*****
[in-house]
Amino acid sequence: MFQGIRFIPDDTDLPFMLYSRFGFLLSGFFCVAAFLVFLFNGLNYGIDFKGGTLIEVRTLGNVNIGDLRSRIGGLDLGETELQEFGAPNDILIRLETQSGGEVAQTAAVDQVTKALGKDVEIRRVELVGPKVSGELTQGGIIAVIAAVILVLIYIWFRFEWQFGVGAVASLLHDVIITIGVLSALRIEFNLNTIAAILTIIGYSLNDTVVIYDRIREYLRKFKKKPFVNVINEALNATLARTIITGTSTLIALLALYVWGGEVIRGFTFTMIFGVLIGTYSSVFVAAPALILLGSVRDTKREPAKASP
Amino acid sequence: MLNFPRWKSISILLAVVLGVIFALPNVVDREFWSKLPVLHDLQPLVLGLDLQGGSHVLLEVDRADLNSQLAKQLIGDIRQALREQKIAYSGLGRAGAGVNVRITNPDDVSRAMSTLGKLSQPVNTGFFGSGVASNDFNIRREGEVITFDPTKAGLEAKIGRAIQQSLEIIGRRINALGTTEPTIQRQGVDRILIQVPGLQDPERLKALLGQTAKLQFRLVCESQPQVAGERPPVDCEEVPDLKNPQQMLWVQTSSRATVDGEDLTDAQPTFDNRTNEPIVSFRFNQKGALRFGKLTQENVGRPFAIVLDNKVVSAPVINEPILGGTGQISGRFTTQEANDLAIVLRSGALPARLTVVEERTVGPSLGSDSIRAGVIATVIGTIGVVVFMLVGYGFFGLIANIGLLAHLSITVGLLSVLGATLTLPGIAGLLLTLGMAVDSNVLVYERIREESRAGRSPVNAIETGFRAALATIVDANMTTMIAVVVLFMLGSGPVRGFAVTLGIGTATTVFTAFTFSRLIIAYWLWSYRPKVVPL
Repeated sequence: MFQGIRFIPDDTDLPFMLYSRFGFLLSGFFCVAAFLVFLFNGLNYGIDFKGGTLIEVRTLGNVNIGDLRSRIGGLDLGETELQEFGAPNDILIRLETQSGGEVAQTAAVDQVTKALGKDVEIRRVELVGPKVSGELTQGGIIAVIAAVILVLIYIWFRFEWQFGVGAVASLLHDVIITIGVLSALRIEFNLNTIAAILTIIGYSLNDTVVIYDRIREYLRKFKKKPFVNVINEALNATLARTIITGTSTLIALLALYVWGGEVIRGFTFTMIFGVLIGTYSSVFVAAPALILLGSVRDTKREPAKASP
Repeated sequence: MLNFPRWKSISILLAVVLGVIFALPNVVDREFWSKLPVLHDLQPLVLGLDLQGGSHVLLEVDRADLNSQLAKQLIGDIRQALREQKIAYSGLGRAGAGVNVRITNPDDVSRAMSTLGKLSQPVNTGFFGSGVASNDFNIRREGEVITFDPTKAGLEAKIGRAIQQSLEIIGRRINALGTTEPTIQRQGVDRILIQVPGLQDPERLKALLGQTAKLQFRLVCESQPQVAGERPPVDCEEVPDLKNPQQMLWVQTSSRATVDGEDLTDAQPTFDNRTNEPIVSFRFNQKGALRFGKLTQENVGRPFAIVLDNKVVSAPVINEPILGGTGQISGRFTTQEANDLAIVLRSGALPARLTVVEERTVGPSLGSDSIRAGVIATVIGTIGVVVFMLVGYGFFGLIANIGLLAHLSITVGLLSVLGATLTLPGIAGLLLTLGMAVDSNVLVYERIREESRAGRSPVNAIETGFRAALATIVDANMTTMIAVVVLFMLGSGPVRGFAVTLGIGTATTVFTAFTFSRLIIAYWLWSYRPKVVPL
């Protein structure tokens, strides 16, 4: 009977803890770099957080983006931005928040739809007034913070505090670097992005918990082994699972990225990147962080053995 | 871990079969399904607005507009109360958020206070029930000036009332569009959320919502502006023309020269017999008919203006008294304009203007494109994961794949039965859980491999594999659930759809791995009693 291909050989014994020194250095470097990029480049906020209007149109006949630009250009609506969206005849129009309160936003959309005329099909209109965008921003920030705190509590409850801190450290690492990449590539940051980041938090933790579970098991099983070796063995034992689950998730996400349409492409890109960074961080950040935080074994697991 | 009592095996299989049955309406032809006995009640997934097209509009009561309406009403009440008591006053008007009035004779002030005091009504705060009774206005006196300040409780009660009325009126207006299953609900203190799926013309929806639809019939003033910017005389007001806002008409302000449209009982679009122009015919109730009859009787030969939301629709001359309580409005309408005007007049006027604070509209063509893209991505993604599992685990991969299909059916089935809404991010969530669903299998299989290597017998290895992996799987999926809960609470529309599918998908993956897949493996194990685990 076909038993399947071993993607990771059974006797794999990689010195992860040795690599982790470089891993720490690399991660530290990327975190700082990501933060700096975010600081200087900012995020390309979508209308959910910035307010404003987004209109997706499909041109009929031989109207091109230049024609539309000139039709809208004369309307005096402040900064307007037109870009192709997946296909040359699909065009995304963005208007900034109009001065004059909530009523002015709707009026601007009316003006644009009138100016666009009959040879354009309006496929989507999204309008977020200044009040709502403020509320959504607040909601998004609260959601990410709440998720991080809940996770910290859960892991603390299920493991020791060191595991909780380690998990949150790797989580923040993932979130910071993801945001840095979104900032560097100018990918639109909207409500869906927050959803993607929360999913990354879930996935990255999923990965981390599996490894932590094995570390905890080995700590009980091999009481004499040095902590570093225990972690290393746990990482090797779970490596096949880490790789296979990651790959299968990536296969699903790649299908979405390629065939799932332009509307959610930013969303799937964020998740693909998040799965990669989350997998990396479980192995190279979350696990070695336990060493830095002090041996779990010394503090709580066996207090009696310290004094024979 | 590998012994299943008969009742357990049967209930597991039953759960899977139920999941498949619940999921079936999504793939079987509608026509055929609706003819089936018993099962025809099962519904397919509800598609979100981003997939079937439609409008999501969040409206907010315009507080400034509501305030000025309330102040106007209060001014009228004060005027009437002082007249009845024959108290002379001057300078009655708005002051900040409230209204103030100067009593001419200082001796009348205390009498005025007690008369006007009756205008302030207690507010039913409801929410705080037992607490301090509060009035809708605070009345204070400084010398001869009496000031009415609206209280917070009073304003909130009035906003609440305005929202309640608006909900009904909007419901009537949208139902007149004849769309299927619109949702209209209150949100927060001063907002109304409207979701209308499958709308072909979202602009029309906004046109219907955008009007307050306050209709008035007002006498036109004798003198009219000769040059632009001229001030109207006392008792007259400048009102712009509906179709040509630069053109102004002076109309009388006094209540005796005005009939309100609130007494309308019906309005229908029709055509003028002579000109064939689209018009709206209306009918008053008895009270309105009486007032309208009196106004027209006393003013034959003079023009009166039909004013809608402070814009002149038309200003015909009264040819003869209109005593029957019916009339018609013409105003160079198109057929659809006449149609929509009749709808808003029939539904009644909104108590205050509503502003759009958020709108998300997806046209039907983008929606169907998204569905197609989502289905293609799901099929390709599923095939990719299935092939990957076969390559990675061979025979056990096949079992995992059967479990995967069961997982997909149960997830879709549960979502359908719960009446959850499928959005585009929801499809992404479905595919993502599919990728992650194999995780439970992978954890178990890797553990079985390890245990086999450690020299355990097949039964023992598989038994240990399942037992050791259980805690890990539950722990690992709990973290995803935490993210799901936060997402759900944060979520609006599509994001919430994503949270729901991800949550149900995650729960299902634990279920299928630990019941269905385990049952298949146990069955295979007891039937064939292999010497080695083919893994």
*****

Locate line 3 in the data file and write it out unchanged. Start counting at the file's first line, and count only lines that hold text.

Amino acid sequence: MLNFPRWKSISILLAVVLGVIFALPNVVDREFWSKLPVLHDLQPLVLGLDLQGGSHVLLEVDRADLNSQLAKQLIGDIRQALREQKIAYSGLGRAGAGVNVRITNPDDVSRAMSTLGKLSQPVNTGFFGSGVASNDFNIRREGEVITFDPTKAGLEAKIGRAIQQSLEIIGRRINALGTTEPTIQRQGVDRILIQVPGLQDPERLKALLGQTAKLQFRLVCESQPQVAGERPPVDCEEVPDLKNPQQMLWVQTSSRATVDGEDLTDAQPTFDNRTNEPIVSFRFNQKGALRFGKLTQENVGRPFAIVLDNKVVSAPVINEPILGGTGQISGRFTTQEANDLAIVLRSGALPARLTVVEERTVGPSLGSDSIRAGVIATVIGTIGVVVFMLVGYGFFGLIANIGLLAHLSITVGLLSVLGATLTLPGIAGLLLTLGMAVDSNVLVYERIREESRAGRSPVNAIETGFRAALATIVDANMTTMIAVVVLFMLGSGPVRGFAVTLGIGTATTVFTAFTFSRLIIAYWLWSYRPKVVPL